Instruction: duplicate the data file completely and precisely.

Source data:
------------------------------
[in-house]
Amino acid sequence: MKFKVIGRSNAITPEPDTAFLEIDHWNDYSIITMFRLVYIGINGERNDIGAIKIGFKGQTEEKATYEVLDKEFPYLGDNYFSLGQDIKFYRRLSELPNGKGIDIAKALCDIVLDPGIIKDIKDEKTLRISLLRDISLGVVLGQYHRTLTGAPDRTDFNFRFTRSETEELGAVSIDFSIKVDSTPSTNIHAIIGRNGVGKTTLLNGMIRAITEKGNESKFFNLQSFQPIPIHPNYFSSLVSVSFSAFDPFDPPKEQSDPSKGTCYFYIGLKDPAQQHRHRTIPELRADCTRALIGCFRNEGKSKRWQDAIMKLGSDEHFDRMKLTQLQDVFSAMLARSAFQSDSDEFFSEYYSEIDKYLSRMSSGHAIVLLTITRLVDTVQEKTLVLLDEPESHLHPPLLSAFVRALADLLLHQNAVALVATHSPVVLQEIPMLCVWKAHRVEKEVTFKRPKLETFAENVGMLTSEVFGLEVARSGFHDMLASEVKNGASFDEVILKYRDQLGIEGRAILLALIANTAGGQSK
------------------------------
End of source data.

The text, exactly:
[in-house]
Amino acid sequence: MKFKVIGRSNAITPEPDTAFLEIDHWNDYSIITMFRLVYIGINGERNDIGAIKIGFKGQTEEKATYEVLDKEFPYLGDNYFSLGQDIKFYRRLSELPNGKGIDIAKALCDIVLDPGIIKDIKDEKTLRISLLRDISLGVVLGQYHRTLTGAPDRTDFNFRFTRSETEELGAVSIDFSIKVDSTPSTNIHAIIGRNGVGKTTLLNGMIRAITEKGNESKFFNLQSFQPIPIHPNYFSSLVSVSFSAFDPFDPPKEQSDPSKGTCYFYIGLKDPAQQHRHRTIPELRADCTRALIGCFRNEGKSKRWQDAIMKLGSDEHFDRMKLTQLQDVFSAMLARSAFQSDSDEFFSEYYSEIDKYLSRMSSGHAIVLLTITRLVDTVQEKTLVLLDEPESHLHPPLLSAFVRALADLLLHQNAVALVATHSPVVLQEIPMLCVWKAHRVEKEVTFKRPKLETFAENVGMLTSEVFGLEVARSGFHDMLASEVKNGASFDEVILKYRDQLGIEGRAILLALIANTAGGQSK